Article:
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JASON DEES: Do you dress to glorify God?

Jason Dees

Jason Dees

If you come by the church office any given day of the week, you are likely to find me in a suit with a tie on. This has often led to confusion from church members and others in the community as I am often asked, "Why do you always dress up for work?"

I will admit that my dress is not the norm; many of my contemporaries in ministry wear golf shirts, or blue jeans to work, and being 29 years old, people expect me to fit into this mold.

So, why the ties? Why the suits? I am glad you asked.

I have not always dressed up for work, and for that matter I've not always dressed up for anything. When I was in college, I often showed up for class in shorts and a T-shirt, and this carried over in my post-graduate seminary studies.

In fact, one time while at Southern Seminary I was called into the dean's office for wearing shorts that had "too many" holes in them. Even that correction didn't lead to any real change. My typical outfit was still shorts or jeans and a T-shirt.

Even out of seminary, when I first came to First Baptist, my day-to-day apparel was a golf shirt or button-up shirt and khaki pants, nothing more.

It was about a year after I came to First Baptist that I began to question my own apparel. One day I was meditating on 1 Corinthians 10:31, "Whether you eat or drink, whatever you do, do all to the glory of God," and I began to ask myself, "How do you dress for the glory of God?"

It struck me that an individual's apparel communicates something about that individual. So, as a man who was following Jesus and trying to bring glory to God in all things, what was it that I was trying to communicate in my dress?

Now, I am not saying that I believe every man ought to wear a suit and tie to his job, but as I thought through the context that God has placed me in, that is the conclusion that I came to. I came to it not because people at First Baptist expect this (they certainly don't), but because a good suit of clothes communicates to our culture certain things that are becoming of a disciple.

The first is leadership. Christians are called to lead, and this, of course, is especially true for pastors. Jesus instructed his followers to be the light of the world and the salt of the earth. He told them to be influencers over other people and over society as a whole.

When you are dressed like a leader, people look to you to be a leader. I can't tell you how many times that I have been asked by strangers for directions or for help on something, simply because, in a suit, I look like I know the answer.

Now, there are plenty of men in suits that don't have a clue of what they are talking about, but in our culture people sure think they do. As a Christian, you should take every opportunity you can to influence culture for Christ and if your dress can give you influence, why not take the opportunity?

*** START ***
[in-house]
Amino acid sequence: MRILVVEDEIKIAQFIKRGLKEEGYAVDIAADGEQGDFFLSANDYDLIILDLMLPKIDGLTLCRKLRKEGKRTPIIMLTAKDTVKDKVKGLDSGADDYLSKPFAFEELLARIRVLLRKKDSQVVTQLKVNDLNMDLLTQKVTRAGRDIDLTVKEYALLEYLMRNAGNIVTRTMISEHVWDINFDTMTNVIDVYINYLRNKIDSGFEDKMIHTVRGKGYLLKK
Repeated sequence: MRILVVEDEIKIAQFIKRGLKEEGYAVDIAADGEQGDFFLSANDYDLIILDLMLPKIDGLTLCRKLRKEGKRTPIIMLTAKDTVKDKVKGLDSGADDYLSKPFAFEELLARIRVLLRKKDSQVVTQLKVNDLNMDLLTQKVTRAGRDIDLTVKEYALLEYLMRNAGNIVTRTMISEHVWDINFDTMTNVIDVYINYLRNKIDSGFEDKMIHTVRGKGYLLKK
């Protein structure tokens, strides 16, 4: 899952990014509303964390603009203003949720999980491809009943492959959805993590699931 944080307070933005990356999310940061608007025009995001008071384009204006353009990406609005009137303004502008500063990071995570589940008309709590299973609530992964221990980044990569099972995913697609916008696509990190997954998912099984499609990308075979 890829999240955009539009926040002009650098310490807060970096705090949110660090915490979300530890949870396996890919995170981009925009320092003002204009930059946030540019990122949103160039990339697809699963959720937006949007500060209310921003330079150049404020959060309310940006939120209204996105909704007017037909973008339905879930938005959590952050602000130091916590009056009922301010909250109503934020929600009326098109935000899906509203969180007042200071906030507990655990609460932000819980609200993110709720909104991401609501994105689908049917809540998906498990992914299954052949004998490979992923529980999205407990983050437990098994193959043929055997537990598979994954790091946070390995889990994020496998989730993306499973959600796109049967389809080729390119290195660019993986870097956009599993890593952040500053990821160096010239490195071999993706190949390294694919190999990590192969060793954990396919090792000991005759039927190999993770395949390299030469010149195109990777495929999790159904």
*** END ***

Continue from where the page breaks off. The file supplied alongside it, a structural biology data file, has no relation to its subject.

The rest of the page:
Secondly, wearing sharp apparel shows professionalism. If your doctor came out to meet you in shorts and a T-shirt, chances are you wouldn't let him operate on you. In the same way, you probably wouldn't seek legal council from someone in jeans.

A good suit of clothing on a man or woman shows professionalism; it shows that man or woman is serious about their task. Their task may be preaching, or holding the door, but someone that cares enough to dress nicely shows that they know how to do the task at hand.

Finally, a well-dressed man or woman shows that they are committed. For two years now, I have raised the expectation in terms of dress in the office and I have seen, as a result, a greater commitment to the task at hand. People work harder, show up on time, and invest more energy into their work.

You look your best for the things you care about the most. As Christians, we are called to do everything for the glory of God and therefore we must be fully committed in every way to this task.

I am quite sure there may be someone reading this article saying, "Jesus never thought about how he looked," which of course, would show poor understanding of Jesus. While Jesus wasn't walking around Capernaum in a three-piece suit, He did live His life fully for the glory of God.

Therefore, in every decision we know He asked the question, "How will God be most glorified in this?"

And that is my question to you. Do you dress in such a way that maximizes your Christian influence, shows that you know the job at hand, and shows that you are committed to what God has called you to?

In other words, do you dress to the glory of God?

Jason Dees is senior pastor at First Baptist Church of Covington. He can be reached at 770-786-9031 or www.firstbaptistcovington.com.